|Publication number||US4347831 A|
|Application number||US 06/067,466|
|Publication date||Sep 7, 1982|
|Filing date||Aug 17, 1979|
|Priority date||Aug 17, 1979|
|Publication number||06067466, 067466, US 4347831 A, US 4347831A, US-A-4347831, US4347831 A, US4347831A|
|Original Assignee||Peter Graziano|
|Export Citation||BiBTeX, EndNote, RefMan|
|Patent Citations (4), Referenced by (12), Classifications (11)|
|External Links: USPTO, USPTO Assignment, Espacenet|
The invention relates to a stove or furnace of the type that burns fuel for purposes of obtaining room heat such as a wood burning stove. In such stoves, combustion of the fuel is usually incomplete. Among the products released from combustion are unburned combustible gases resulting in not only inefficient expenditure of fuel but also a more pollutant residue.
The present invention contemplates a fuel burning stove or furnace wherein combustion of the fuel is more complete resulting in a greater amount of heat generation from a given amount of fuel and a cleaner combustion residue. The stove includes a stove housing comprised of side walls and top and bottom walls defining an unobstructed combustion chamber. Fuel is burned proximate the bottom wall or floor of the chamber providing combustion in a combustion space located intermediate the top and bottom walls. A flue is provided to carry products of combustion from the combustion chamber. The flue is open to the lower portion of the combustion chamber beneath the combustion space of the chamber. The remainder of the chamber is normally closed. When combustion occurs, the products of combustion, including unburned combustible gases, rise toward the upper portion of the chamber. The combustion products cannot escape at the closed upper portion of the chamber and are forced back downwardly to the flue opening being forced to pass through the flames of combustion. Combustion gases which were initially unburned pass through the combustion flame on a path to the flue opening. Consequently, the combustion products that pass through the flue opening are substantially rid of uncombusted gas vapors. The fuel is burned more efficiently and the exhaust is cleaner.
A closable damper can be provided in the upper portion of the combustion chamber leading to the flue for the initial ignition of a fire in the combustion chamber to create a proper draft in the flue.
FIG. 1 is a perspective view of a wood burning stove according to the present invention with portions removed for purposes of illustration;
FIG. 2 is an enlarged front elevational view of the stove of FIG. 1;
FIG. 3 is a sectional view of the stove shown in FIG. 2 taken along the line 3--3 thereof;
FIG. 4 is a sectional view of the stove of FIG. 2 taken along the line 4--4 thereof;
FIG. 5 is an enlarged view of a portion of the stove shown in FIG. 3 taken along the line 5--5 thereof; and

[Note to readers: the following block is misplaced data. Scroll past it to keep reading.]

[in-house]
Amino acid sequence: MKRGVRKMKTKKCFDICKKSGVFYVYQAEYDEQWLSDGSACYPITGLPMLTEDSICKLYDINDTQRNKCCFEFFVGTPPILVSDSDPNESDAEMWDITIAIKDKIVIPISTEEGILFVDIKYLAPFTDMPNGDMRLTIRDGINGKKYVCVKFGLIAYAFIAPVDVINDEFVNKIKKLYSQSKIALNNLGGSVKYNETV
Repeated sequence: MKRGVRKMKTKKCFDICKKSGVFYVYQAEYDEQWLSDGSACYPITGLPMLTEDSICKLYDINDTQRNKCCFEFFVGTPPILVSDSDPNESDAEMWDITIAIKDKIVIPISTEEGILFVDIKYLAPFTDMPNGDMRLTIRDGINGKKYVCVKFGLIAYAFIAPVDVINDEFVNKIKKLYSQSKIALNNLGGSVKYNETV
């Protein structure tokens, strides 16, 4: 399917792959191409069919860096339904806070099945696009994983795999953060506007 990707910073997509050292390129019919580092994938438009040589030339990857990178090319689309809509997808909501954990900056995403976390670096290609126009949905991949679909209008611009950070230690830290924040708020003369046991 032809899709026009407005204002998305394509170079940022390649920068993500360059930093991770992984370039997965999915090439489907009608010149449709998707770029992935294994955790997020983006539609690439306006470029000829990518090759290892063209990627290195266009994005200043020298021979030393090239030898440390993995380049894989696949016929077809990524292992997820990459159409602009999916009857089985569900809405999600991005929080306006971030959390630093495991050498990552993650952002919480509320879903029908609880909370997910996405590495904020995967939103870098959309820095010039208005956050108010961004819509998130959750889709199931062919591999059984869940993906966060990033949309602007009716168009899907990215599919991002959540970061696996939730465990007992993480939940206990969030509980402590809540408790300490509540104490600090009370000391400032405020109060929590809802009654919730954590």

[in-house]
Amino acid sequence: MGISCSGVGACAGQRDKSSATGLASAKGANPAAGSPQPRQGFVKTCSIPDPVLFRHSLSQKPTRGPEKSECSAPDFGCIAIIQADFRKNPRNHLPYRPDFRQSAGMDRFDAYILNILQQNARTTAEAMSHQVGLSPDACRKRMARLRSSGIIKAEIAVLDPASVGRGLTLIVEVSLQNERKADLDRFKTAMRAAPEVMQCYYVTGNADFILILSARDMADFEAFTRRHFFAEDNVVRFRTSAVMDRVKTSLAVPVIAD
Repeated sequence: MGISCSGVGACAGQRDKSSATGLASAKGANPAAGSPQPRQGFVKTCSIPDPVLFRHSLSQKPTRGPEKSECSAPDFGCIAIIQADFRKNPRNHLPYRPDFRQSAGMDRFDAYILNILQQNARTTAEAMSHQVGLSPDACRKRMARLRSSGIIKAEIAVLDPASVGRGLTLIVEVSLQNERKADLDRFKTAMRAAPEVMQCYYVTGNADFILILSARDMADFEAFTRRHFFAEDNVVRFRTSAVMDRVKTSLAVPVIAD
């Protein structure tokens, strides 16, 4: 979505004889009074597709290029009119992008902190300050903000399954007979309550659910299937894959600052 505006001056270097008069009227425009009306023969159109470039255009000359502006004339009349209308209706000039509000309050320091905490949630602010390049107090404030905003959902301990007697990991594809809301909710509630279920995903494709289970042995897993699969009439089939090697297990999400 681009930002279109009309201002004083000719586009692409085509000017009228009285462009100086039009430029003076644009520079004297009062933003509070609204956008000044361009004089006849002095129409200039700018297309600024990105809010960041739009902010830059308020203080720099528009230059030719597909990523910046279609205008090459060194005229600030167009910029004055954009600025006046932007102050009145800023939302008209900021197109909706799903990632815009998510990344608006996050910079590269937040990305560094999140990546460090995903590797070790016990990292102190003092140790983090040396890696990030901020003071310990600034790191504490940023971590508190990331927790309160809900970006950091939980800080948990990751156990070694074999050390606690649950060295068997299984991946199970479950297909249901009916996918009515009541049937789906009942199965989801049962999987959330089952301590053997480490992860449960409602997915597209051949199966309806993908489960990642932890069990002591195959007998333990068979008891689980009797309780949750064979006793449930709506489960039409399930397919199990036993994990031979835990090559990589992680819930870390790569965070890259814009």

FIG. 6 is an enlarged view partly in section showing air inlet draft control of the stove.
Referring to the drawings, there is shown in FIGS. 1 through 3 a wood burning stove indicated generally at 10. Stove 10 can burn wood, coal, paper and like combustible fuel. Stove 10 has an outer closed cabinet 11 including a left side wall 12, a top wall 13 and a right side wall 15. Front and rear walls 16,17 are provided joined to the side and top walls, and a bottom wall 18 closes the lower end of cabinet 11.
A stove housing 20 is situated within the outer cabinet 11. Stove housing 20 includes a rear side wall 21 joined to lateral side walls 22,23. A front wall 16A of stove housing 20 is formed of a common portion of front wall 16 of outer cabinet 11. The front, rear and side walls of stove housing 20 define an unobstructed combustion chamber 25. The side walls and rear wall of stove housing 20 are lined with a fire brick 26. A door 27 with a handle 29 is mounted on hinges 28 on front wall 16A for access to combustion chamber 25. A top wall of stove housing 20 enclosing combustion chamber 25 comprises a rearwardly slanted portion 30A connected to the rear wall 20, an upper portion 30B connected to the upper edge of the rearward portion 30A, and a forwardly slanted portion 30C connected between the top portion 30B and an upper forward wall portion 16B.
A bottom wall 31 closes the bottom of stove housing 20 and is supported in cabinet 11 by legs 32 to support the stove housing 20. Bottom wall 31 includes a recessed, upwardly open transversely disposed ash box 33 which carries an ash drawer 34. As shown in FIG. 1, ash drawer 34 is movable in and out through a suitably provided opening in the left side wall 12 of cabinet 11 so that it can be emptied and cleaned. A suitable handle 36 is provided on the end of ash drawer 34 to facilitate this purpose. Ash box 33 extends beyond side wall 22 of stove housing 20 and abuts cabinet side wall 12. A plate 35 extends between stove housing side wall 22 and cabinet side wall 12 in covering relationship to the extended portion of ash box 33.
Forward and rearward edges of a grate 37 rest on the upper surface of bottom wall 31 with grate 37 in spanning relationship to the opening of ash box 33. Fuel such as logs 38 can be situated on the grate 37 above ash box 33 for combustion.
A pair of hollow tubular draft inlet pipes 40 are mounted in the lower portion of front wall 16 of cabinet 11 and extend through the side wall of ash box 33 to a location within the volume encompassed by ash box 33 to provide a draft inlet passage to combustion chamber 25. Draft pipes 40 provide a draft for combustion in combustion chamber 25. Adjustable draft inlet means on the outer ends of draft pipes 40, as shown in FIG. 6, includes a cup 41 mounted in covering relationship to the outer end of draft pipe 40. A bolt 42 is threaded to a bracket 43 which spans the opening of draft pipe 40. Bolt 42 also passes through and is fixed to cup 41 such that rotation of bolt 42 is effective to move the cup 41 toward and away from the edges of front wall 16 defining the opening to draft pipe 40 to admit more or less draft air.